How Did College Education Become So Ridiculously Expensive?
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When the public universities increased their tuition, the elite private universities took notice. Anxious to maintain their higher status and simultaneously bring in more revenue, they raised their tuition as well, setting off an escalating spiral. The result is visible today in the eye-popping tuition rates that now confront students at private colleges and universities. At my old school, the University of Chicago, entering students in 2013 paid $44,574 for tuition and fees. Room, board and books required another $14,446.The escalation of these costs is certain to continue. The big name private schools turn away 75% or more of their applicants. They have no reason to lower tuition and every reason to continue raising it.
In the three decades between 1980 and 2010, the United States underwent a sea change in how it finances higher education. The Consumer Price Index over that period roughly doubled, meaning that most things cost about twice what they did 30 years earlier. Many are aware that over the same period the cost of health care did not just double but increased six times over what it had been. Few Americans, however, realize that during that same period the cost of college tuition went up twice as fast as the cost of health care. Add the disappearance of part-time and temporary summer jobs for college students and the implications for higher education are clear: in three decades the cost of college rose from relatively accessible to shockingly unaffordable.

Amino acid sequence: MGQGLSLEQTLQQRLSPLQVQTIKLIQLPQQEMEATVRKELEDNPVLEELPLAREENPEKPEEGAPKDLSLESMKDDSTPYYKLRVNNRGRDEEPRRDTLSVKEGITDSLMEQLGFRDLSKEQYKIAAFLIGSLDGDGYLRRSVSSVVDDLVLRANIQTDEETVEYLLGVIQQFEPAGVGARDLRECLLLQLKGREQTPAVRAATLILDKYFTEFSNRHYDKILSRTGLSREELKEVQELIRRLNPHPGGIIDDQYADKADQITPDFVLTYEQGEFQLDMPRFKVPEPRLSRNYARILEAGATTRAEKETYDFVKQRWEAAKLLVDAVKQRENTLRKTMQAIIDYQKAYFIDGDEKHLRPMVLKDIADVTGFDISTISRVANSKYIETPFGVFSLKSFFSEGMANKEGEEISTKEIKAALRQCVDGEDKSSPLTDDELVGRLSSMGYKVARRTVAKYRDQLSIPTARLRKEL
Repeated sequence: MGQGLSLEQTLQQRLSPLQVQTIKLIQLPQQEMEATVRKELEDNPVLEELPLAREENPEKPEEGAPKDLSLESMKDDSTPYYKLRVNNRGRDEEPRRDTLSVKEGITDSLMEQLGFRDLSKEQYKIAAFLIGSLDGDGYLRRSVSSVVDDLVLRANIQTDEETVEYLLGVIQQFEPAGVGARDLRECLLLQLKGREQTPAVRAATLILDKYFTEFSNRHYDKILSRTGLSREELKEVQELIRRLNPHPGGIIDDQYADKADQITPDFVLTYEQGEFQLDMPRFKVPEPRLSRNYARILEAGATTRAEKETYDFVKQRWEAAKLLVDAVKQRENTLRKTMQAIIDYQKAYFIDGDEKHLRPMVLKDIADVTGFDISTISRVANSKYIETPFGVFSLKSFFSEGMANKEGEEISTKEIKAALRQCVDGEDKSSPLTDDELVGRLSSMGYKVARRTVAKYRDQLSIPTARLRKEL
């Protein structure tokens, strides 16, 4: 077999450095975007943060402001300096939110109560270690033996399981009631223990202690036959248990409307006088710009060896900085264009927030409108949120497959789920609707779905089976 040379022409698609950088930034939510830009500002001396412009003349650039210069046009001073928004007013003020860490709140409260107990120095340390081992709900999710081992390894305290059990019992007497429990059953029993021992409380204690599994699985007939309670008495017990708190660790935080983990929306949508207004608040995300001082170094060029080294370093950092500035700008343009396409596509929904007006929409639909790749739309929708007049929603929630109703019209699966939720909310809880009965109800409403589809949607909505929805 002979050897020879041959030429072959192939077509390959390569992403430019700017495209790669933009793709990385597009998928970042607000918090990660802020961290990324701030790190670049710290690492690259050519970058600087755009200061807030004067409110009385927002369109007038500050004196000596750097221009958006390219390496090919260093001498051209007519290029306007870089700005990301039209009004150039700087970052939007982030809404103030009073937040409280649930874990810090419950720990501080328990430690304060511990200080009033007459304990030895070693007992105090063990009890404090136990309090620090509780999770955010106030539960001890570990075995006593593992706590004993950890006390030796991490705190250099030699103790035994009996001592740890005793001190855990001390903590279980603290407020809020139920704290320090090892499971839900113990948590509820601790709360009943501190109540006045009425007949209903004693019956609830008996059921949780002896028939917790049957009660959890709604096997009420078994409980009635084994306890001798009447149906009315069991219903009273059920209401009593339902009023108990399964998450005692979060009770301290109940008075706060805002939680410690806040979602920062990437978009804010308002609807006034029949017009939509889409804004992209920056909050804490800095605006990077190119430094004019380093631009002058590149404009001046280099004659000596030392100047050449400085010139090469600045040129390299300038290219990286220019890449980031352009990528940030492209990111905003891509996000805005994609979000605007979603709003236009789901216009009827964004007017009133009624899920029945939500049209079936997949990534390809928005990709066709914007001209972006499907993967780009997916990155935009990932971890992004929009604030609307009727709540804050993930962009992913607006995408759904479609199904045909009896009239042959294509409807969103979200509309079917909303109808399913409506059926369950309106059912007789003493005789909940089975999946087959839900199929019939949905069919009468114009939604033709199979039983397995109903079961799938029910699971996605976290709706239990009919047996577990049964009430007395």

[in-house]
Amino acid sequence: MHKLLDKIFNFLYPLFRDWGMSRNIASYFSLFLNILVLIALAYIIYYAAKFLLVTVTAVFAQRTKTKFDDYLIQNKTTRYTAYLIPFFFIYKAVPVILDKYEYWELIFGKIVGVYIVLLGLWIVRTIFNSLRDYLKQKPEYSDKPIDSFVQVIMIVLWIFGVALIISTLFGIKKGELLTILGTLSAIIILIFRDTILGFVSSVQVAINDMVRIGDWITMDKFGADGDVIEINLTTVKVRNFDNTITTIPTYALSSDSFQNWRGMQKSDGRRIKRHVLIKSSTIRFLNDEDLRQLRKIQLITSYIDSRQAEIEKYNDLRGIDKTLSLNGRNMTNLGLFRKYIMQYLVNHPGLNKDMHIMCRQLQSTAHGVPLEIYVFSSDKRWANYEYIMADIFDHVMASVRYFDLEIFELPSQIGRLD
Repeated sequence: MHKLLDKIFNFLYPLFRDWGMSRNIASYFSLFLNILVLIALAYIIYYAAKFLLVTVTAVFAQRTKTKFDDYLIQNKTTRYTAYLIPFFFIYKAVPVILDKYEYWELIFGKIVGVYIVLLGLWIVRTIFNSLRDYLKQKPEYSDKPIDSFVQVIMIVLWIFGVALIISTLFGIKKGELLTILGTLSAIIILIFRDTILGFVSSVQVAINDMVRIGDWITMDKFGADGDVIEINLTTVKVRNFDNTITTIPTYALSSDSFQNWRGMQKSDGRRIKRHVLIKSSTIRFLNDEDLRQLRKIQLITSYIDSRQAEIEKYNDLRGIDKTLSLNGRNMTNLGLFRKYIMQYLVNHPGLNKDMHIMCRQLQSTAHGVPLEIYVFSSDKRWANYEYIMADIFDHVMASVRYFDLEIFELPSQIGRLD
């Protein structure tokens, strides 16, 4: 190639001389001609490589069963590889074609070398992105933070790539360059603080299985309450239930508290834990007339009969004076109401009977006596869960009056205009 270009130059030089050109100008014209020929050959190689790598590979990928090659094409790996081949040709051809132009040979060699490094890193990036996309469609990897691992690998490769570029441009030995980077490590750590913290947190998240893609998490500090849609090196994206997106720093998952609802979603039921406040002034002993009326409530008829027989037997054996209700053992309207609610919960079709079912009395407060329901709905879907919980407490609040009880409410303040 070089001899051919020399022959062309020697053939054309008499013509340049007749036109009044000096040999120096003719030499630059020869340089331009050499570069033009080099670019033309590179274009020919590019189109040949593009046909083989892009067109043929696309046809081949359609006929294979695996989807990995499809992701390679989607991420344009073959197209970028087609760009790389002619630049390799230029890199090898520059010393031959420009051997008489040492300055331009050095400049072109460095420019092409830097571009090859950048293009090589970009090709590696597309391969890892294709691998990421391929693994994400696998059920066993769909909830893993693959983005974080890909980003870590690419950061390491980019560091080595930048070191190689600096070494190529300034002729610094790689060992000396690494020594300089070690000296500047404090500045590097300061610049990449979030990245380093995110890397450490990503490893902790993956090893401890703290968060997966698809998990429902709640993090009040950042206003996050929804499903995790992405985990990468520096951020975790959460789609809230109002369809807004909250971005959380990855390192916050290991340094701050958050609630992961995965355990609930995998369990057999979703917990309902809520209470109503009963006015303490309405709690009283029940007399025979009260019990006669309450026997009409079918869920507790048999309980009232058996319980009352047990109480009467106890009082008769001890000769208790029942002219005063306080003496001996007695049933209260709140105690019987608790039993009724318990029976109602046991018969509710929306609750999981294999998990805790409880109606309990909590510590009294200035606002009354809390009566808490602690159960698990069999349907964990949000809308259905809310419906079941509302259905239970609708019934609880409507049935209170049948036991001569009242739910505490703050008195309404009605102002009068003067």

Those three decades also witnessed radically widening disparities between working and middle-class families on the one hand and wealthy families on the other. The Economic Policy Institute found that between 1978 and 2011, roughly the same three decades, average CEO salaries increased by 725%. Workers’ salaries over the same period increased less than 6%. Taking a longer view, they showed that in 1960 the top 1% of income earners in the U.S. collectively made 8.4% of the total income generated in the country. Fifty years later, in 2010, the top 1% had doubled their take to 17.4% of total income.
As the purchasing power of working and middle class families declined, college was seen as ever more necessary in the desperate struggle for financial success. But rapidly rising tuition made college less and less affordable. Trapped between their perceived need for an education and their lack of resources with which to pay for it, many families had no choice but to seek larger and larger student loans.